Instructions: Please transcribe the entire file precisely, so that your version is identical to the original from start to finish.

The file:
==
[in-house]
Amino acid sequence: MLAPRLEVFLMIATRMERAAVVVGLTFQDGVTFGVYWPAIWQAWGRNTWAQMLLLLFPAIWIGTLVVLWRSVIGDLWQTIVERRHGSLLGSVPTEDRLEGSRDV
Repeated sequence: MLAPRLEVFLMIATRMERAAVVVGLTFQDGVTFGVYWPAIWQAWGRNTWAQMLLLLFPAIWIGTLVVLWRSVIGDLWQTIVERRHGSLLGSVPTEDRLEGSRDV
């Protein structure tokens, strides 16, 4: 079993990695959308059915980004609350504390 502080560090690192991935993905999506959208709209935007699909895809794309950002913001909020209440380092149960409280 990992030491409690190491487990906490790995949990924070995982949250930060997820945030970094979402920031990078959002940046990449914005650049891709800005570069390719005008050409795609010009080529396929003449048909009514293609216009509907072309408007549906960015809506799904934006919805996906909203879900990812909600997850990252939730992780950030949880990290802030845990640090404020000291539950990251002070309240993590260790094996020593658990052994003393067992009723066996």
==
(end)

[in-house]
Amino acid sequence: MLAPRLEVFLMIATRMERAAVVVGLTFQDGVTFGVYWPAIWQAWGRNTWAQMLLLLFPAIWIGTLVVLWRSVIGDLWQTIVERRHGSLLGSVPTEDRLEGSRDV
Repeated sequence: MLAPRLEVFLMIATRMERAAVVVGLTFQDGVTFGVYWPAIWQAWGRNTWAQMLLLLFPAIWIGTLVVLWRSVIGDLWQTIVERRHGSLLGSVPTEDRLEGSRDV
């Protein structure tokens, strides 16, 4: 079993990695959308059915980004609350504390 502080560090690192991935993905999506959208709209935007699909895809794309950002913001909020209440380092149960409280 990992030491409690190491487990906490790995949990924070995982949250930060997820945030970094979402920031990078959002940046990449914005650049891709800005570069390719005008050409795609010009080529396929003449048909009514293609216009509907072309408007549906960015809506799904934006919805996906909203879900990812909600997850990252939730992780950030949880990290802030845990640090404020000291539950990251002070309240993590260790094996020593658990052994003393067992009723066996």